Long shot: The odds are against it, yet low-budget drama ‘Coda’ could deliver an upset.
There are lots of grand, attention-grabbing cinematic qualities lining the strong-than-usual roster of films vying for the 94th Academy Awards.
Yet amidst the scale, sweep and characteristic bombast of so many high-flying films in the line-up, perhaps the most touching moment in any of them comes in a simple moment between a father and daughter that takes place in the back of a ute parked in the backyard of their humble home.
In it deaf fisherman Frank (Troy Kotsur) makes a long-overdue, life-altering connection with daughter Ruby (Emilia Jones), the only member of the family who can hear.
Working on the family trawler as well as attending high school, she long served as their interpreter. Fed up with being so relied upon she wants to be allowed to break free and go to music school.
Against the heft of high-profile, award-hungry contenders such as The Power of the Dog (12 nominations), West Side Story (seven), Dune (10), Belfast (7) and King Richard (6), CODA – meaning Child Of Deaf Adults – seems like small potatoes.
With a mere three nominations – Best Film, Supporting Actor, Adapted Screenplay – it’s a small, low-budget film with an outside chance.
Yet, truth be told, CODA’s simple story about a put-upon teen girl wanting to make her own way in the world is the most human and relatable of the lot. That Jones didn’t crack a nomination is as big a snub as any of the others this year.
Beautifully directed by Sian Heder, who adapted the film from the 2014 French film La Famille Bélier (Philippe Rousselet produced both), it’s not a film of bells and whistles and over-played emotions but one that tells a contemporary grass-roots drama about real people facing real-life strife.
So, even without a Best Director nod for Heder or a Best Actress tip for Jones – both omissions as incongruous as any of the House of Gucci “snubs” – its warmth, universal acclaim and modesty could see it cut through and provide a major upset by taking Best Film. It certainly deserves it.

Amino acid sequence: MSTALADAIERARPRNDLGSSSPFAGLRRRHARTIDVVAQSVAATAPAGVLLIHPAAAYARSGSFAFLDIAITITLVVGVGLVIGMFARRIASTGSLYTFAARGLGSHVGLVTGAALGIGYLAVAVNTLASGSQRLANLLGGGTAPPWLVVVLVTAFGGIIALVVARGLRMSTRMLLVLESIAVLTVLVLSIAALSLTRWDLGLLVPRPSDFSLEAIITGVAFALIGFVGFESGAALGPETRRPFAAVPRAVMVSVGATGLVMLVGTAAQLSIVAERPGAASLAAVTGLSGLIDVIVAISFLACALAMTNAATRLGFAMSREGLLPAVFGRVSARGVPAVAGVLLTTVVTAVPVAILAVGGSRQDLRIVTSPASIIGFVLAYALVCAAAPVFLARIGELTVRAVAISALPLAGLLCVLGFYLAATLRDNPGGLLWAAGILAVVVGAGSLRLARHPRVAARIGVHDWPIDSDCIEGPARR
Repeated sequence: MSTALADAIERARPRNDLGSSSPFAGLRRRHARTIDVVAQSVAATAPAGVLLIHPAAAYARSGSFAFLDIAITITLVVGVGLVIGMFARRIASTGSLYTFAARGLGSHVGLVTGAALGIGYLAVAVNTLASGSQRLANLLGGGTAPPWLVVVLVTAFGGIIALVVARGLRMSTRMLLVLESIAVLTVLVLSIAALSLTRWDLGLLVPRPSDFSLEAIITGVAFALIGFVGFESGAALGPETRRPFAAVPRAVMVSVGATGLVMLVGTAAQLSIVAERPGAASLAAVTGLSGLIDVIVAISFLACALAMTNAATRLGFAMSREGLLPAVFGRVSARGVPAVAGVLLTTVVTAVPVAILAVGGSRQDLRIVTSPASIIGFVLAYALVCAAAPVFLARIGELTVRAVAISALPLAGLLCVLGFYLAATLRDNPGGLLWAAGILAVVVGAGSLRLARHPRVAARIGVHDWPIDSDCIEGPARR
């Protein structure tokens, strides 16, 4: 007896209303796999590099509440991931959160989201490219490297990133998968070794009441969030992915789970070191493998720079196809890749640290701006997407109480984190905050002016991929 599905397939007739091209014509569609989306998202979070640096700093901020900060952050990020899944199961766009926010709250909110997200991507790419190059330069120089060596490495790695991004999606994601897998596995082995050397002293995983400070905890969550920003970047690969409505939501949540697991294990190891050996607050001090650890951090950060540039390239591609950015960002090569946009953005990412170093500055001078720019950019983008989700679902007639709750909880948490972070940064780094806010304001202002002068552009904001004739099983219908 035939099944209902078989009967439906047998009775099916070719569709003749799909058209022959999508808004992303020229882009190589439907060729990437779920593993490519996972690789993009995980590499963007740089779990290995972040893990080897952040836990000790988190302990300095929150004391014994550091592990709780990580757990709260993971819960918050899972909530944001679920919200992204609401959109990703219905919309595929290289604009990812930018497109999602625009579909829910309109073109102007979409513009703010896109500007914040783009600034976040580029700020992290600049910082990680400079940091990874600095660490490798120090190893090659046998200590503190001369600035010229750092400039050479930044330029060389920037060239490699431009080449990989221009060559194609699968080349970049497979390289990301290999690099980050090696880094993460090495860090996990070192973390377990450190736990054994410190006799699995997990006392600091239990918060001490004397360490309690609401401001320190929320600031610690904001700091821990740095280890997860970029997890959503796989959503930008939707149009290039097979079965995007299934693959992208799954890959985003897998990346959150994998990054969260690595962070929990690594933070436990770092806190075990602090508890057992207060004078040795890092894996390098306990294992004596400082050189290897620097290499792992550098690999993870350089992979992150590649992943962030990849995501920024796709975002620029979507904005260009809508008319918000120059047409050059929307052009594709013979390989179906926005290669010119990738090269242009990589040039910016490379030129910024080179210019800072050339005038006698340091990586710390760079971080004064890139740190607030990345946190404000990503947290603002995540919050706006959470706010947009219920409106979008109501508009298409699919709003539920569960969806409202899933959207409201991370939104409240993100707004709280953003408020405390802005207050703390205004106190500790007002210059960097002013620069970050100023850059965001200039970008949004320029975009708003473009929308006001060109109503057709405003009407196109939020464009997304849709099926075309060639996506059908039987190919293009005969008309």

It will hopefully take a Best Screenplay award for Heder and will definitely take Best Supporting Actor for Kotsur, who has already nabbed a BAFTA, a Screen Actors Guild gong and a Critics’ Choice Award. He’s the first deaf actor to do so and, judging from his all-embracing BAFTA acceptance speech, probably won’t be the last.
So, good news for him, not so good for worthy nominees Ciarán Hinds (Belfast) and J. K. Simmons (Being the Ricardos), and not-so-worthy nominees Jesse Plemons and Kodi Smit-McPhee, who both essentially walk and murmur their way through The Power of the Dog.
Whoa! What was that? A double diss to the most nominated film? Let’s deal with that elephant now.
The 12 nominations for The Power of the Dog puts Australian film lovers in an awkward position.
It would, of course, be wonderful to see the Australia-New Zealand co-production sweep the Oscars, thus affirming how the filmmaking talent of both countries punch well above their weight on the global stage.
Yet for all its acclaim The Power of the Dog is a resoundingly dull film.
Set in Montana in 1925 it’s a bleak, ultra-slow western where nothing of much interest happens between a rough-as-guts ranch worker (Benedict Cumberbatch, tipped for Best Actor), his prim brother (Plemons), his wife (Kirsten Dunst, nommed for Best Supporting Actress) and her fish-out-of-water son (Smit-McPhee).
Shot entirely in New Zealand, the film certainly looks great – cinematographer Ari Wegner is up for a bug crusher – but the film’s thin story has the substance of a vapour trail.